# Question of basic calculus

by Caesar_Rahil
Tags: basic, calculus
 P: 69 can someone please convince me that lim x->0 sqrt(x) = 0 Who of you say it doesn't exist???
 HW Helper P: 1,372 If you mean $$\lim_{x \to 0^+} \sqrt{x}$$ (limit as x approaches 0 through the positives), then the limit is zero. Notice that this is a one-sided limit. This $$\lim_{x \to 0^-} \sqrt x$$ means you are trying to approach 0 from the left - through negative numbers. I feel confident in saying this limit does not exist. Why might that be? Finally, remember that the ordinary limit exists as a real number if, and only if, the two one-sided limits exist as real numbers and are equal. The comment and observation I made earlier combine to say (fill in the blank yourself) about $$\lim_{x \to 0} \sqrt x$$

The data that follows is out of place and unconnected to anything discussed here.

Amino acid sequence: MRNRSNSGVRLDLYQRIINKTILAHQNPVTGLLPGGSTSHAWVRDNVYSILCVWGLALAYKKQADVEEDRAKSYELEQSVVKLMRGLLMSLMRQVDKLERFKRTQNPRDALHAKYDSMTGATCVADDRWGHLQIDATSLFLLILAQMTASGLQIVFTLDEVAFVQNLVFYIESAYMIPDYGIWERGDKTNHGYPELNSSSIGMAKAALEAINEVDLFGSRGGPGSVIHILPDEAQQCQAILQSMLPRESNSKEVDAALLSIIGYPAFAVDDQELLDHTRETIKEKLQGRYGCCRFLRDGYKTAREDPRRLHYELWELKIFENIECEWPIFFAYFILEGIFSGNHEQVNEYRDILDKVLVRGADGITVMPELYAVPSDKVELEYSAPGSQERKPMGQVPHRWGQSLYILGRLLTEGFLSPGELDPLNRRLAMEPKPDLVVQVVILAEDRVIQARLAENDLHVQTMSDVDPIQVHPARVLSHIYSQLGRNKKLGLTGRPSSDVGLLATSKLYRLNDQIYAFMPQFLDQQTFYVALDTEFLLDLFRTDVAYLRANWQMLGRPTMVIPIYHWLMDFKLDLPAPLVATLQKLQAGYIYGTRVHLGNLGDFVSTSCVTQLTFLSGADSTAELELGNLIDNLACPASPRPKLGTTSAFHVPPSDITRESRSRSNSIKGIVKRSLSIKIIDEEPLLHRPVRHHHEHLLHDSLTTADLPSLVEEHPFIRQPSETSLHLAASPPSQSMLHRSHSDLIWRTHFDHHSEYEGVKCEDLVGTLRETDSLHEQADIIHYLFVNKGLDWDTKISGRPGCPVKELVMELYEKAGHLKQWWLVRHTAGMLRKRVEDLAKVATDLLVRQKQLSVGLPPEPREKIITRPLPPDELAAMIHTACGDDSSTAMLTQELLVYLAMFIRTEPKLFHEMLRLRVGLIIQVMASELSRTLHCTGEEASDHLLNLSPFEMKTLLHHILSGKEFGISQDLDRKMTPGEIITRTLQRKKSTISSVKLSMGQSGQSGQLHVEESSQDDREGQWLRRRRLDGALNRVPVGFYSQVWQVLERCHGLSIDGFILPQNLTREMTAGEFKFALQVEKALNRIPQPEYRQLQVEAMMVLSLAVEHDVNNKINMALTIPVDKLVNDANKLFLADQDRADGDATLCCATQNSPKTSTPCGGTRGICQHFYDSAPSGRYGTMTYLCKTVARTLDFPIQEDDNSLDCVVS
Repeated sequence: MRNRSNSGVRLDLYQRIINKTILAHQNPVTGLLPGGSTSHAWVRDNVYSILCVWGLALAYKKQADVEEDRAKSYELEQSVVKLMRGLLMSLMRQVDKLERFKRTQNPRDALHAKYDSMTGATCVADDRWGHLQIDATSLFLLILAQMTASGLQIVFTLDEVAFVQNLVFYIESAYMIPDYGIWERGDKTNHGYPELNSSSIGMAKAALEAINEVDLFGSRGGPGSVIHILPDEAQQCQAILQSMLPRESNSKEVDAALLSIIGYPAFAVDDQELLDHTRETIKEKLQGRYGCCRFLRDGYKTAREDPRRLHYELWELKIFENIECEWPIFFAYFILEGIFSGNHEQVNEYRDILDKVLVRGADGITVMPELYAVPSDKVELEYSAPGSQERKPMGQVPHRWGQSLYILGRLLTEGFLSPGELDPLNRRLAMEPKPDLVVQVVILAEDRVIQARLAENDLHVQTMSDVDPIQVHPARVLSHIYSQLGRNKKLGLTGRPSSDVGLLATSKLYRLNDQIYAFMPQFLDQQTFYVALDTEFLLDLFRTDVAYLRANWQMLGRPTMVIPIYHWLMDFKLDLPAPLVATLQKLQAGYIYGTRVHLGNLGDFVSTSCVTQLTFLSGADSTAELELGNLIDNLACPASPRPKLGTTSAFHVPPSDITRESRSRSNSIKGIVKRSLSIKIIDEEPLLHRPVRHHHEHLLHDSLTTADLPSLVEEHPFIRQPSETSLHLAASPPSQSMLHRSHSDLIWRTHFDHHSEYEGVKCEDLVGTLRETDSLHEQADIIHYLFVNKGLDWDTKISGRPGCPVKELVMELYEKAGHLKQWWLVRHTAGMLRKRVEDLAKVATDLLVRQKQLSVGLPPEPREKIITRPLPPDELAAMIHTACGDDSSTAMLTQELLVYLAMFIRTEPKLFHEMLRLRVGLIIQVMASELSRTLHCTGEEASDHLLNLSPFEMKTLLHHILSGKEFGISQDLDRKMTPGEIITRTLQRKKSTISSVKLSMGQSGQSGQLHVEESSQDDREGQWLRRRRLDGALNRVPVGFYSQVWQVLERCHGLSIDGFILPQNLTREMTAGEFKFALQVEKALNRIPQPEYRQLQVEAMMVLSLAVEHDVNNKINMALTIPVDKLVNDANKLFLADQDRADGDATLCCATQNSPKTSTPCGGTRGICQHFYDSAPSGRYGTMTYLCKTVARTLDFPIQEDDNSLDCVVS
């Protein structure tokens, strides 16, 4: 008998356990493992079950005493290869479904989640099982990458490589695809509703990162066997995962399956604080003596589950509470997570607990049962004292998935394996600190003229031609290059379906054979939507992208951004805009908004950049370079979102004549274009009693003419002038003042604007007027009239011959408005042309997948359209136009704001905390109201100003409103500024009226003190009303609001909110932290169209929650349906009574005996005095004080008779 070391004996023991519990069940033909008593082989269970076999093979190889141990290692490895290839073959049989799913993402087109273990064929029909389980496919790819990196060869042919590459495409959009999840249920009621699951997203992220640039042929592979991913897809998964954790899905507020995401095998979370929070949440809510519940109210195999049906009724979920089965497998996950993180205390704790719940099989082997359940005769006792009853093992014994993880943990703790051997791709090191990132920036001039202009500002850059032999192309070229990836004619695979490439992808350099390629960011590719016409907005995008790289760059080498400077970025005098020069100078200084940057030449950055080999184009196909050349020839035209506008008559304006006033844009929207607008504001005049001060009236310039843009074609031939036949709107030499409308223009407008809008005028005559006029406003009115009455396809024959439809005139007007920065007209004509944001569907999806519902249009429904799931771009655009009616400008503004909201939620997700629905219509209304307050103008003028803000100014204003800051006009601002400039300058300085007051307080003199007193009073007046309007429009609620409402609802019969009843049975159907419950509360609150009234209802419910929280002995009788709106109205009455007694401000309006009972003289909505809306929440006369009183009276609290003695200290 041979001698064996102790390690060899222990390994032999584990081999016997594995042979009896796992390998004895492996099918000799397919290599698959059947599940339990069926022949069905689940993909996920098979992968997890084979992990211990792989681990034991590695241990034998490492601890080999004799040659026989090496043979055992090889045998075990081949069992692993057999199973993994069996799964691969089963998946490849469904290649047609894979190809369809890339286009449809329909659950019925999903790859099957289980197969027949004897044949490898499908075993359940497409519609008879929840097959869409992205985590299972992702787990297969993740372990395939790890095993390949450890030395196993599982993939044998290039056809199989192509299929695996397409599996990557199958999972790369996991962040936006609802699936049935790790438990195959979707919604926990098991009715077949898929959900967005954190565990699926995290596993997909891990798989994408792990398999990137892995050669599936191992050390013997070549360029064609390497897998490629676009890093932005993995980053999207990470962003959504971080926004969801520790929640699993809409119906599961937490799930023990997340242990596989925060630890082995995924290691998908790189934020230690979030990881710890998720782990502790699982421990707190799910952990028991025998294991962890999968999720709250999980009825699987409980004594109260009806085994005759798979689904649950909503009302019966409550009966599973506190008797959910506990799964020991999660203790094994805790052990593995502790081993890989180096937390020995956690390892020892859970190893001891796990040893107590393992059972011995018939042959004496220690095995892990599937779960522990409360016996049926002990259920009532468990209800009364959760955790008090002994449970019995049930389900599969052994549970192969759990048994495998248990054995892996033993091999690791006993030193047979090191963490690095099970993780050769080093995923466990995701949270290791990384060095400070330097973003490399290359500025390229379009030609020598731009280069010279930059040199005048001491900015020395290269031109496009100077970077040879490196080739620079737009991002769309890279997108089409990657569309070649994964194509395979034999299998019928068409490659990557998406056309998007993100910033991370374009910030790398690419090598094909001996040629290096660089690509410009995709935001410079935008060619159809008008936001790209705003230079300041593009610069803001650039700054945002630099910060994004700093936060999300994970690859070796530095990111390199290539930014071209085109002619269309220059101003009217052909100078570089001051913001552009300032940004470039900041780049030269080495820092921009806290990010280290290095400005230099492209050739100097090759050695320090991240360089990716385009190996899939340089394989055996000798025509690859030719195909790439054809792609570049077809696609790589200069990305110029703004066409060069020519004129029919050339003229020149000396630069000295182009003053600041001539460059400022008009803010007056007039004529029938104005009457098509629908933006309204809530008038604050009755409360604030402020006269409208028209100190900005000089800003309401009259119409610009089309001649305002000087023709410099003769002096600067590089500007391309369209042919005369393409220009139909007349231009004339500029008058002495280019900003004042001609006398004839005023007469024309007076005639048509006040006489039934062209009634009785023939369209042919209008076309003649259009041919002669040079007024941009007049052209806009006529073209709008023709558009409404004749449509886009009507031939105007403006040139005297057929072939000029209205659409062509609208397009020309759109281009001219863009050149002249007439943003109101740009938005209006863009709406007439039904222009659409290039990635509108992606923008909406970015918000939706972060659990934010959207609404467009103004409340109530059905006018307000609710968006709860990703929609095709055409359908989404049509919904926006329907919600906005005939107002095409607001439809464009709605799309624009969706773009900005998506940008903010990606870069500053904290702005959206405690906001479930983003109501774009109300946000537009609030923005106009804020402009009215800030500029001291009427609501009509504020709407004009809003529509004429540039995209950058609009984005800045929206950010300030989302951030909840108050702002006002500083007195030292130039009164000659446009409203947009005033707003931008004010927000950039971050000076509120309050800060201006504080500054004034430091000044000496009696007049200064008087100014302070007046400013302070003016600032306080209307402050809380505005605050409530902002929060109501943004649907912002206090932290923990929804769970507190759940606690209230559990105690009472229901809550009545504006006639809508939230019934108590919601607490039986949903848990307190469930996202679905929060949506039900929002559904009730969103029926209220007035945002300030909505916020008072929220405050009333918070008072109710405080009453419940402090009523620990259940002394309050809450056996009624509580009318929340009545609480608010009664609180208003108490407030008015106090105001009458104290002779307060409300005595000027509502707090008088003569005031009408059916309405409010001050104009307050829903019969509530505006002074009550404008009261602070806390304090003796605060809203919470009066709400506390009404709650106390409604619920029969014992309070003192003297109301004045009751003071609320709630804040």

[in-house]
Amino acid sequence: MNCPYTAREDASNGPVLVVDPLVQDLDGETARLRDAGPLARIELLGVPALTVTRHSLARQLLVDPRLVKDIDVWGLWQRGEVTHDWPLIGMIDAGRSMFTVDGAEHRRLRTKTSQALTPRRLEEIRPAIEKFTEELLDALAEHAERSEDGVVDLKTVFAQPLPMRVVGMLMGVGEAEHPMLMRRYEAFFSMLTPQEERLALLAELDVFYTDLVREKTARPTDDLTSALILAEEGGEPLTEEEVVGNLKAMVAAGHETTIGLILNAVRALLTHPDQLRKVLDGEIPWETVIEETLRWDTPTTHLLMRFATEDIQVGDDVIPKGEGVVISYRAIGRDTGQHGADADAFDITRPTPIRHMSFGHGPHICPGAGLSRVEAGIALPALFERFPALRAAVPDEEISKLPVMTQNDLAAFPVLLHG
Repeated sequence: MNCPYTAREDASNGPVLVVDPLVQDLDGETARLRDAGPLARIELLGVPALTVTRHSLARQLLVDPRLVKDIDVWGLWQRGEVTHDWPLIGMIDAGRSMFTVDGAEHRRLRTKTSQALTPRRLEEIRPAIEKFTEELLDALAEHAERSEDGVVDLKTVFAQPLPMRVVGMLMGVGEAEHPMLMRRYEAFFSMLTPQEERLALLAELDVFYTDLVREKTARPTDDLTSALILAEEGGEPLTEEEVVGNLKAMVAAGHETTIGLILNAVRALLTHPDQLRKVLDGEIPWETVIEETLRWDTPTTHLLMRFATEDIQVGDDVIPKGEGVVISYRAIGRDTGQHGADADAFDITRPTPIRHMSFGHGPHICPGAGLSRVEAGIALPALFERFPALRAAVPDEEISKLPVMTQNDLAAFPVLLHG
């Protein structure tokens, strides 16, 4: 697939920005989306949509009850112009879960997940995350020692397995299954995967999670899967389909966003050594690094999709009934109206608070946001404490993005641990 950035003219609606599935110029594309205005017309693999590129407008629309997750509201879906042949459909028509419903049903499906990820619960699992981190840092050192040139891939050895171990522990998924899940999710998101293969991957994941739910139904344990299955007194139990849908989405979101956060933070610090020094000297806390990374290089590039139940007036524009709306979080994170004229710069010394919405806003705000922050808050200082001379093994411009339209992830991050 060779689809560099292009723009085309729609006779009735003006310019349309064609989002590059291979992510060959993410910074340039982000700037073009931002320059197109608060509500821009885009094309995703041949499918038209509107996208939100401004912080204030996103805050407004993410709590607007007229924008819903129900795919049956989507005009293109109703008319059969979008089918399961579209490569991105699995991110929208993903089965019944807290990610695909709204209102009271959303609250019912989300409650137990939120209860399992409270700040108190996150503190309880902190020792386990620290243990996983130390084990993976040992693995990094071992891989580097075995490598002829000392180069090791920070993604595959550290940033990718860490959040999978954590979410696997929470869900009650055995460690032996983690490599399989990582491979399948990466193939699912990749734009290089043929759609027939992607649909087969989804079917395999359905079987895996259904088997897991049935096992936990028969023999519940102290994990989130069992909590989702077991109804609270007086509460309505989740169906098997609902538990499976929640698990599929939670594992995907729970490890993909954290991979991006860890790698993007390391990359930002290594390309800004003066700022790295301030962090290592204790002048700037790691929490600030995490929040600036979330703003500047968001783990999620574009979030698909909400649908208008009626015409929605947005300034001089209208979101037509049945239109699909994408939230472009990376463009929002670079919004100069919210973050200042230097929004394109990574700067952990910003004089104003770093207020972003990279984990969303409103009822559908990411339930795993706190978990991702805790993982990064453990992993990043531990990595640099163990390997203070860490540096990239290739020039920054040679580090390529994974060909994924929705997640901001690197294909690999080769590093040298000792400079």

HW Helper
Thanks
P: 26,148
 Quote by Caesar_Rahil can someone please convince me that lim x->0 sqrt(x) = 0 Who of you say it doesn't exist???
HI Caesar_Rahil!

lim x -> 0+ sqrt(x) = 0, but lim x->0- sqrt(x) depends on you define sqrt(x) for negative x …

how are you defining it?

Do you define it as not existing, or do you define it as an imaginary number?

 P: 69 Question of basic calculus I'm confining myself to real valued functions since left hand limit does not exit, that means sqrt(x) does not have a limit there so it does not exist is this interpretation correct?